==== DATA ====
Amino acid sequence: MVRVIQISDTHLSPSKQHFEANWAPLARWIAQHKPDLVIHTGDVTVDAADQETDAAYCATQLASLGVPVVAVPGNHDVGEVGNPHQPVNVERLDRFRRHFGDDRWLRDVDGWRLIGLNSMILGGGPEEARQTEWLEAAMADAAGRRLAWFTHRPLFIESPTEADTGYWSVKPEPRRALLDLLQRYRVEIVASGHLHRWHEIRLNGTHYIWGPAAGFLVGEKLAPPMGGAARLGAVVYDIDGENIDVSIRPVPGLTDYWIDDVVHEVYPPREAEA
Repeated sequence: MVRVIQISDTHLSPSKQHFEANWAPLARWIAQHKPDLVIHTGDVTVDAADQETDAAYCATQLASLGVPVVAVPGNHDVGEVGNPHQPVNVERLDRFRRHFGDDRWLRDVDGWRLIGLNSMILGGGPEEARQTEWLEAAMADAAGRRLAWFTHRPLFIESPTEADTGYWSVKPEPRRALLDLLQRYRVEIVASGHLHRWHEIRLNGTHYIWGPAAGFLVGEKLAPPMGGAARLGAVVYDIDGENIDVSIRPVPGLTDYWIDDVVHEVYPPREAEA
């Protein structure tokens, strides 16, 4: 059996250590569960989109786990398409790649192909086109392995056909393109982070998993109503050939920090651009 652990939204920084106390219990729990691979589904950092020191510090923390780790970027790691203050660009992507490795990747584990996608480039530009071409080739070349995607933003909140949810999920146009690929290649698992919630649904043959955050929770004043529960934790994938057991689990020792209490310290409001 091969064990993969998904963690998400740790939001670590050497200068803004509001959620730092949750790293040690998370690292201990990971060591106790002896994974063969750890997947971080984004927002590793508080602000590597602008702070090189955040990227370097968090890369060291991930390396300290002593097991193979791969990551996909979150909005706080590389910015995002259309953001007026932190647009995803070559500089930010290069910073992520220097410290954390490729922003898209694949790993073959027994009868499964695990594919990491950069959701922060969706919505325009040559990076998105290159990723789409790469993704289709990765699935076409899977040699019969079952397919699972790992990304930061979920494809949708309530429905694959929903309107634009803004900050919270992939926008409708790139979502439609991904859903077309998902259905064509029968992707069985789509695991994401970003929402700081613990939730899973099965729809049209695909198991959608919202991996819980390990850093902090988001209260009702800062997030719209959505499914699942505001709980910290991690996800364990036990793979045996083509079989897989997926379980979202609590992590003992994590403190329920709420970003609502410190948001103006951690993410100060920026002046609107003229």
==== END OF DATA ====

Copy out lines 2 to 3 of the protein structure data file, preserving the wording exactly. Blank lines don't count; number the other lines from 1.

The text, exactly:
Repeated sequence: MVRVIQISDTHLSPSKQHFEANWAPLARWIAQHKPDLVIHTGDVTVDAADQETDAAYCATQLASLGVPVVAVPGNHDVGEVGNPHQPVNVERLDRFRRHFGDDRWLRDVDGWRLIGLNSMILGGGPEEARQTEWLEAAMADAAGRRLAWFTHRPLFIESPTEADTGYWSVKPEPRRALLDLLQRYRVEIVASGHLHRWHEIRLNGTHYIWGPAAGFLVGEKLAPPMGGAARLGAVVYDIDGENIDVSIRPVPGLTDYWIDDVVHEVYPPREAEA
């Protein structure tokens, strides 16, 4: 059996250590569960989109786990398409790649192909086109392995056909393109982070998993109503050939920090651009 652990939204920084106390219990729990691979589904950092020191510090923390780790970027790691203050660009992507490795990747584990996608480039530009071409080739070349995607933003909140949810999920146009690929290649698992919630649904043959955050929770004043529960934790994938057991689990020792209490310290409001 091969064990993969998904963690998400740790939001670590050497200068803004509001959620730092949750790293040690998370690292201990990971060591106790002896994974063969750890997947971080984004927002590793508080602000590597602008702070090189955040990227370097968090890369060291991930390396300290002593097991193979791969990551996909979150909005706080590389910015995002259309953001007026932190647009995803070559500089930010290069910073992520220097410290954390490729922003898209694949790993073959027994009868499964695990594919990491950069959701922060969706919505325009040559990076998105290159990723789409790469993704289709990765699935076409899977040699019969079952397919699972790992990304930061979920494809949708309530429905694959929903309107634009803004900050919270992939926008409708790139979502439609991904859903077309998902259905064509029968992707069985789509695991994401970003929402700081613990939730899973099965729809049209695909198991959608919202991996819980390990850093902090988001209260009702800062997030719209959505499914699942505001709980910290991690996800364990036990793979045996083509079989897989997926379980979202609590992590003992994590403190329920709420970003609502410190948001103006951690993410100060920026002046609107003229």